Bob Marley and the Wailers’ hard-hitting 1979 album Survival will be reissued by Tuff Gong in a 40th anniversary, 180 gram clear vinyl edition on 22 November.
First released on 2 October 1979, Marley and the band’s 11th studio album was a notable change of musical direction for the reggae figurehead. The politically-charged set espoused themes of African unity, featuring all-new compositions by Marley with such titles as ‘Zimbabwe,’ ‘Africa Unite’ and the lead single ‘So Much Trouble In The World.’
The memorable cover art featured no fewer than 48 African flags, and was designed by Jamaican-born artist-photographer Neville Garrick. Marley was a courageous opponent of African apartheid: in July 1979, three months before the release of Survival, Marley and the Wailers had appeared at the Amandla (“festival of unity” event in Boston, Massachusetts. He had been awarded the Peace Medal of the Third World from the United Nations in 1978.
Recorded early in 1979 at Tuff Gong Studios in Kingston, Jamaica, Survival arrived just over 18 months after the band’s previous album Kaya. It turned out to be the penultimate new studio work of Marley’s lifetime, followed in June 1980 by Uprising. The Survival set reached No. 20 in the UK, long one of the reggae ambassadors’ strongholds, and went gold in Canada and platinum in Spain.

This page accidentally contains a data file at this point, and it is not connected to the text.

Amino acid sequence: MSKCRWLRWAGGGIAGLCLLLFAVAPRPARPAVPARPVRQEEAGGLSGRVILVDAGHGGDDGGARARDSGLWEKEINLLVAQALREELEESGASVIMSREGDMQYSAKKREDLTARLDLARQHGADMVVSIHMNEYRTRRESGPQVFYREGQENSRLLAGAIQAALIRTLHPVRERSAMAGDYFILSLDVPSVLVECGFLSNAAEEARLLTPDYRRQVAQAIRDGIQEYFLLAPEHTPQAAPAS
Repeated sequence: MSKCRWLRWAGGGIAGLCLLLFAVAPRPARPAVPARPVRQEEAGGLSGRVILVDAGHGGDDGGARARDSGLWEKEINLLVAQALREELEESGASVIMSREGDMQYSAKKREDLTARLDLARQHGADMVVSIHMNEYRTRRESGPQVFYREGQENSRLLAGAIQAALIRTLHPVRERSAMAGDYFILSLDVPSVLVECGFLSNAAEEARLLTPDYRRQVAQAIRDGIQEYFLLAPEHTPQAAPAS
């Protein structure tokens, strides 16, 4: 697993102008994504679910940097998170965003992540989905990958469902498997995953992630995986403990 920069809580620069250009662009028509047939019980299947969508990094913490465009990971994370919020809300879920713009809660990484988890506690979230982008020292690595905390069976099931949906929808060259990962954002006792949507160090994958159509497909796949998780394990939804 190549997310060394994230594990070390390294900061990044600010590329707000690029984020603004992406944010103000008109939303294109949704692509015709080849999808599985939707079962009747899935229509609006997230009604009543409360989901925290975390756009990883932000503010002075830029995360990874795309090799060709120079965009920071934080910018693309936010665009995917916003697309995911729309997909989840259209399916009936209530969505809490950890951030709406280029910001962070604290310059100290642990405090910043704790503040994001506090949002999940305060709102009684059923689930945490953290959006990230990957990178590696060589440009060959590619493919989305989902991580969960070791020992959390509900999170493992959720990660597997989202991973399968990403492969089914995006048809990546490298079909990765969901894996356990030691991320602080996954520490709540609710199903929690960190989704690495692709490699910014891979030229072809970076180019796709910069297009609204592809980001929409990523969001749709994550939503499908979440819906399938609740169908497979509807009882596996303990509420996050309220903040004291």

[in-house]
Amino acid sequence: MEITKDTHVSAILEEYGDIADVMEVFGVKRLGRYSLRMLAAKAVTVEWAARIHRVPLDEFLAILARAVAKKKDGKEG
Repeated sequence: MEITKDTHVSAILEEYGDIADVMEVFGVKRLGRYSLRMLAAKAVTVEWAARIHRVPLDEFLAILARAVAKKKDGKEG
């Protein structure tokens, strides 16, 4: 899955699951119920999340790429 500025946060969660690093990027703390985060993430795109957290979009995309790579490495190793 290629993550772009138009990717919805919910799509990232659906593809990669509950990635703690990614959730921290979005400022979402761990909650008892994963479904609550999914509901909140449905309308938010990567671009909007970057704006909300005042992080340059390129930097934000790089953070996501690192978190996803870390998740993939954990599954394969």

Chris Bohn’s review of Survival in Melody Maker at the time of its first release enthused: “Some people mellow as they get older. Bob Marley gets angrier and wiser. Following the relaxed, self-fulfilled Exodus and Kaya, Survival marks a surprising but welcome return to the frontline of political entertainment with a passion strengthened by reasoned analysis and the most beautiful singing I’ve heard in a long time.”
Chris Salewicz’s book Bob Marley: The Untold Story says of Survival: “There wasn’t a single love song on this militant masterpiece, but hard-hitting tunes that were commentaries on social evils.”
Survival is reissued on 22 November. Pre-order it here.